How to Get a Blurred Background in Photographs

Hi Remodelaholics! Amy here from The Blissful Bee and I’m happy to be back again with more photography tips to make your photographs shine. The most asked question I get about photography is how to get the highly desired blurred background. You see this technique in all types of photography; portrait photos, product photography and even home photography. I love the blurred background effect and use it all the time in my photography. In my opinion it gives the photograph a much more artistic flair. With the right lens, you too can get this look.

The most important piece of equipment you will need is a lens that will give you an F Stop that goes as low as 1.2, 1.4, 1.8 or even the low 2’s.  I use a 50 mm lens that cost me right around $350. There are many types of 50 mm lenses though (with all sorts of price ranges), so I would do your research first! After you have you’re lens, now it’s time to start playing with the F Stop. The F Stop is the feature on the camera that will give you a blurred background (or foreground depending on what you’re focusing on) or a full focus photograph.

Just think about it this way, a lower F Stop will give you a more blurred background and a higher F Stop will give you a lesser blurred background. For example, I chose to focus my lens on this little fox figurine. So since I focused on the fox, with a 1.4 F Stop, my background will be very blurry. Still focusing on the fox, bump your F Stop up  few notches and you will see the background will become less blurry. How to Get a Blurred Background in Your Photos | The Blissful Bee Blog on Remodelaholic.com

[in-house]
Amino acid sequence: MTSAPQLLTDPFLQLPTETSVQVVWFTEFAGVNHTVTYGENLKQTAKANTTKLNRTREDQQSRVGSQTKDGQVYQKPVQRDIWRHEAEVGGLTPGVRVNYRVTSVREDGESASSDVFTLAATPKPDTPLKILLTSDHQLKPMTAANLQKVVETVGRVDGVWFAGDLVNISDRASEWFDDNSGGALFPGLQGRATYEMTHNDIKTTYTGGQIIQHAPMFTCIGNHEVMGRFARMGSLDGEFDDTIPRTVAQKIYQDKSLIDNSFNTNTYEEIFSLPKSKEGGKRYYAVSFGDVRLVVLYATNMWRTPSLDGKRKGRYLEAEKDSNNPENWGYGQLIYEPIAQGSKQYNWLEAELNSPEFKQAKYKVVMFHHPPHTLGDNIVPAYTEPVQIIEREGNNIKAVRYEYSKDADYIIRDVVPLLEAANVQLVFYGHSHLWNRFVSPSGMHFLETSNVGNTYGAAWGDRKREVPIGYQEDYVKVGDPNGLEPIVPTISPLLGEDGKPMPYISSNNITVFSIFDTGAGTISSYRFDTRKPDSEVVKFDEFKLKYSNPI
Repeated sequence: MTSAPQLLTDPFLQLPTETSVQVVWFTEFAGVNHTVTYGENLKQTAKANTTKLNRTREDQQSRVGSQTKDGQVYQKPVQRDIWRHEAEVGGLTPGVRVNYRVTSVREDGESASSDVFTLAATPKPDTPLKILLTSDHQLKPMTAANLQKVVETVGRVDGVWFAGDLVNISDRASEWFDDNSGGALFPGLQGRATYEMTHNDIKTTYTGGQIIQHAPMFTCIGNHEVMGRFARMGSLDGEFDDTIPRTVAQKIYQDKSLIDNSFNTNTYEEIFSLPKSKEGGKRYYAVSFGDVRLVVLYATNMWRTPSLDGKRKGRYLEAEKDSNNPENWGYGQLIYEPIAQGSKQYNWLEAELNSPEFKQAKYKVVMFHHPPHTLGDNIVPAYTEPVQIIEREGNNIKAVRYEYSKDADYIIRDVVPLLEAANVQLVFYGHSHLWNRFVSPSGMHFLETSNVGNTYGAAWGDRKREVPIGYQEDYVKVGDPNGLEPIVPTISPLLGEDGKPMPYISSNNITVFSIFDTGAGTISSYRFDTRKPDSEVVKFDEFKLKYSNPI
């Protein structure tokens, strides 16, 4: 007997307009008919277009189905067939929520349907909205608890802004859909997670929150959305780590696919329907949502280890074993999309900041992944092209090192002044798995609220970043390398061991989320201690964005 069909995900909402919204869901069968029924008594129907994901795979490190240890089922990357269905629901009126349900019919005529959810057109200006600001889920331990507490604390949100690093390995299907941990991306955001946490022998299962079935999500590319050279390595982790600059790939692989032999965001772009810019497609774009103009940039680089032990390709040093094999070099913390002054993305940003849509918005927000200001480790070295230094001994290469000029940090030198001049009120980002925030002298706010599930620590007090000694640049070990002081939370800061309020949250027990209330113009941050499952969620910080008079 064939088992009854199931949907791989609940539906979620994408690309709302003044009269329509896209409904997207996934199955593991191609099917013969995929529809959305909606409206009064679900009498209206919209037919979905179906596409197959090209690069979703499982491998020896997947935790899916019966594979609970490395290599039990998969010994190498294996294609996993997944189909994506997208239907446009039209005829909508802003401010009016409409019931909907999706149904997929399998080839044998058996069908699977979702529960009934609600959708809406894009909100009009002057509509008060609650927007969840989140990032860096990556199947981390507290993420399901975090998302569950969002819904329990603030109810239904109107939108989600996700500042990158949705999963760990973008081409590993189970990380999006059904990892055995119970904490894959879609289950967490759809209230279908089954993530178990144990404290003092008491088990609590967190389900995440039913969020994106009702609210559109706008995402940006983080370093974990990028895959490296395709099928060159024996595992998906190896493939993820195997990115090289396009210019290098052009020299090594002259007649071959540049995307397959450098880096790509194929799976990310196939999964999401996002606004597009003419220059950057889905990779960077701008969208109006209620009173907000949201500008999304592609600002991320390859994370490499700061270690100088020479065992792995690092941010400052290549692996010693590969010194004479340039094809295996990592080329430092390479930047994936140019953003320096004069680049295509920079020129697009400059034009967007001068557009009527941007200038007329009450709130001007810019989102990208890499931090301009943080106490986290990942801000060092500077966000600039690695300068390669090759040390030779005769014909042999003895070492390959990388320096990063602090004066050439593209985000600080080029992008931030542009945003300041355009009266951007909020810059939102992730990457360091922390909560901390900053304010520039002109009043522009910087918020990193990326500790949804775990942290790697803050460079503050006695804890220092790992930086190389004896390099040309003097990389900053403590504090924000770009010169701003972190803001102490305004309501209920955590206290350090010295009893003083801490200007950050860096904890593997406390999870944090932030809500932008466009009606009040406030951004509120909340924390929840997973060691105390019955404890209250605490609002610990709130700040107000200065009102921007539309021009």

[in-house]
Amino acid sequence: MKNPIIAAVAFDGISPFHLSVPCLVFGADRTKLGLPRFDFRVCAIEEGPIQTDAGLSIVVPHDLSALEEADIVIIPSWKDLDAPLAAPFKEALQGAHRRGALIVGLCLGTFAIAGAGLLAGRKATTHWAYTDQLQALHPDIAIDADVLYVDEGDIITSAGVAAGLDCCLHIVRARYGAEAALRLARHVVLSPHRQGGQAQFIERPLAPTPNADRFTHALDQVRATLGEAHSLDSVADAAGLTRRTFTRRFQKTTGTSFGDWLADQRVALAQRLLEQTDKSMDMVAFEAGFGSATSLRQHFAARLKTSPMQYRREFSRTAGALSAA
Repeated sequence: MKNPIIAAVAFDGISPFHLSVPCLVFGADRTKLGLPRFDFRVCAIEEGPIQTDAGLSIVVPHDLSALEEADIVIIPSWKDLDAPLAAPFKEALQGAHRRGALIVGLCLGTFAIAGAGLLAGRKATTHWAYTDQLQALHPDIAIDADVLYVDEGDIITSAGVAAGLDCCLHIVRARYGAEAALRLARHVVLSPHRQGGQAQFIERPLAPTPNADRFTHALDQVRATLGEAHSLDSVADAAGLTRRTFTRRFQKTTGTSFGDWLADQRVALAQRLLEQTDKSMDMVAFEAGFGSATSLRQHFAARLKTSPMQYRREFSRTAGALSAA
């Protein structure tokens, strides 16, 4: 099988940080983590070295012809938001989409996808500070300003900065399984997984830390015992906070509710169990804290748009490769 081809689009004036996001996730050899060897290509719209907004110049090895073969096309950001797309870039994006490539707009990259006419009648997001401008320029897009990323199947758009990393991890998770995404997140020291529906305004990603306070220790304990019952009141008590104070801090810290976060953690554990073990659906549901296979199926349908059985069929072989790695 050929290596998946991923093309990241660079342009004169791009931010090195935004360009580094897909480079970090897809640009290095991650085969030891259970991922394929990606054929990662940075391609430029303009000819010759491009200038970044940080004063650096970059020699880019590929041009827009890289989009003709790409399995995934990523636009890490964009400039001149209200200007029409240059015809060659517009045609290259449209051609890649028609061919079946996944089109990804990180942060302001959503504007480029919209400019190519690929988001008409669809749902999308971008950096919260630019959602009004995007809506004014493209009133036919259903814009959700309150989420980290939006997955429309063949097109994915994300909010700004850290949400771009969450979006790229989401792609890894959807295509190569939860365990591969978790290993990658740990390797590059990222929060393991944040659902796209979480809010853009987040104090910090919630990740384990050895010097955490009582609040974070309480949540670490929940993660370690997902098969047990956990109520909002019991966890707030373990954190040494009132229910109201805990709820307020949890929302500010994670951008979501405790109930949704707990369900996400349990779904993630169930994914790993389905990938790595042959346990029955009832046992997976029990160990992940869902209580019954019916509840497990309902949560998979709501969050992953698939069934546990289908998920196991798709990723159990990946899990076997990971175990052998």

Here is an example of my lens’ lowest F Stop at 1.4. You can’t even see anything in the background!! How to Get a Blurred Background in Your Photos | The Blissful Bee Blog on Remodelaholic.com When I bump up my F Stop up to a 6.3, you can actually start seeing some of the background come into focus. How to Get a Blurred Background in Your Photos | The Blissful Bee Blog on Remodelaholic.com Just remember, whatever you focus your lens on will be what’s in focus, no matter what F Stop you use. If I wanted the foreground blurred, I would just focus on an item in the background instead. I love using my F Stop in my photography and I hope you guys will be encouraged to try out these new tricks! To see more of my photography tips or my latest home design DIYs, make sure to visit me at The Blissful Bee!

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4 Comments

  1. Just so your readers are aware in case they want to research this technique further, this is known as Depth of Field.

    Also, the “size” of the lens depends on the type of sensor your camera has. For instance, in your 50mm example, I’ll assume you have a full frame sensor (Although in todays market, this is a big assumption), the equivalently sized lens for, say, a Canon 7d crop sensor is about 31mm. So if you have a smaller sensor size and wanted to reproduce the image above, you might need a different lens or stand closer to the object you are trying to photograph.

  2. Wow! This is the best explanation of how F stops work that I’ve ever seen! Guess I’m more of a visual learner than I thought!!
    Thank you for this post!!

  3. I learned an easier trick many, many years ago. Use a telephoto lens. Focus on the item in front, back will auto blur. The only difference (and it’s a big one) is that unless you adjust the f-stop, you only have one background choice.

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